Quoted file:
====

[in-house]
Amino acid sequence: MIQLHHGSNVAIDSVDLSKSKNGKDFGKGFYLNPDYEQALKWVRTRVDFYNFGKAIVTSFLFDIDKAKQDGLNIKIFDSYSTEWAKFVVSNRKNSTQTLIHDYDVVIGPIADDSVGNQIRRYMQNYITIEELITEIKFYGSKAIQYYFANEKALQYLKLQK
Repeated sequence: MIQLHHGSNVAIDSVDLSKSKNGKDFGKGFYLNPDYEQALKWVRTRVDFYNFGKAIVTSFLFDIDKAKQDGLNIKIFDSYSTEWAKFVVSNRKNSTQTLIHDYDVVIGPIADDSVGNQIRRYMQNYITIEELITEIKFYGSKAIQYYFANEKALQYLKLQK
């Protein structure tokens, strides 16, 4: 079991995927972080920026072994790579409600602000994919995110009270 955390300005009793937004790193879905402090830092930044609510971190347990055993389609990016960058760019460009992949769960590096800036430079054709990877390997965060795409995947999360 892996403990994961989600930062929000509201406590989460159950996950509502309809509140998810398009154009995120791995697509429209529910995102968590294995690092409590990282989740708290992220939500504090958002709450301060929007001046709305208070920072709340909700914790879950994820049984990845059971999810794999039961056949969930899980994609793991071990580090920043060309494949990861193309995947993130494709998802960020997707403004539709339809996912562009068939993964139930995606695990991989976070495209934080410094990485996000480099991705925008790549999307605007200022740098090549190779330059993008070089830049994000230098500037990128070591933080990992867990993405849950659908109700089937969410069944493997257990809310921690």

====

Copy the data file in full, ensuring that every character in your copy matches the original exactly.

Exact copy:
[in-house]
Amino acid sequence: MIQLHHGSNVAIDSVDLSKSKNGKDFGKGFYLNPDYEQALKWVRTRVDFYNFGKAIVTSFLFDIDKAKQDGLNIKIFDSYSTEWAKFVVSNRKNSTQTLIHDYDVVIGPIADDSVGNQIRRYMQNYITIEELITEIKFYGSKAIQYYFANEKALQYLKLQK
Repeated sequence: MIQLHHGSNVAIDSVDLSKSKNGKDFGKGFYLNPDYEQALKWVRTRVDFYNFGKAIVTSFLFDIDKAKQDGLNIKIFDSYSTEWAKFVVSNRKNSTQTLIHDYDVVIGPIADDSVGNQIRRYMQNYITIEELITEIKFYGSKAIQYYFANEKALQYLKLQK
């Protein structure tokens, strides 16, 4: 079991995927972080920026072994790579409600602000994919995110009270 955390300005009793937004790193879905402090830092930044609510971190347990055993389609990016960058760019460009992949769960590096800036430079054709990877390997965060795409995947999360 892996403990994961989600930062929000509201406590989460159950996950509502309809509140998810398009154009995120791995697509429209529910995102968590294995690092409590990282989740708290992220939500504090958002709450301060929007001046709305208070920072709340909700914790879950994820049984990845059971999810794999039961056949969930899980994609793991071990580090920043060309494949990861193309995947993130494709998802960020997707403004539709339809996912562009068939993964139930995606695990991989976070495209934080410094990485996000480099991705925008790549999307605007200022740098090549190779330059993008070089830049994000230098500037990128070591933080990992867990993405849950659908109700089937969410069944493997257990809310921690």